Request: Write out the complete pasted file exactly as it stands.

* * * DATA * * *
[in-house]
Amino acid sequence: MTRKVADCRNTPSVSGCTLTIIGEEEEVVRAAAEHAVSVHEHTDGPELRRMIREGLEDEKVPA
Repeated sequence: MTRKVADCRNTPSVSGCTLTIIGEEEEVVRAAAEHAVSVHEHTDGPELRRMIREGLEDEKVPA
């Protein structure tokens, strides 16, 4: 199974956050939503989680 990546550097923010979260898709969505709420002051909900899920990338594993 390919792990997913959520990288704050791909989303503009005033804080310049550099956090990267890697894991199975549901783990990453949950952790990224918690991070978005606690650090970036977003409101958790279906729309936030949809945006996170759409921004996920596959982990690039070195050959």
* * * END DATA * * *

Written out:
[in-house]
Amino acid sequence: MTRKVADCRNTPSVSGCTLTIIGEEEEVVRAAAEHAVSVHEHTDGPELRRMIREGLEDEKVPA
Repeated sequence: MTRKVADCRNTPSVSGCTLTIIGEEEEVVRAAAEHAVSVHEHTDGPELRRMIREGLEDEKVPA
């Protein structure tokens, strides 16, 4: 199974956050939503989680 990546550097923010979260898709969505709420002051909900899920990338594993 390919792990997913959520990288704050791909989303503009005033804080310049550099956090990267890697894991199975549901783990990453949950952790990224918690991070978005606690650090970036977003409101958790279906729309936030949809945006996170759409921004996920596959982990690039070195050959």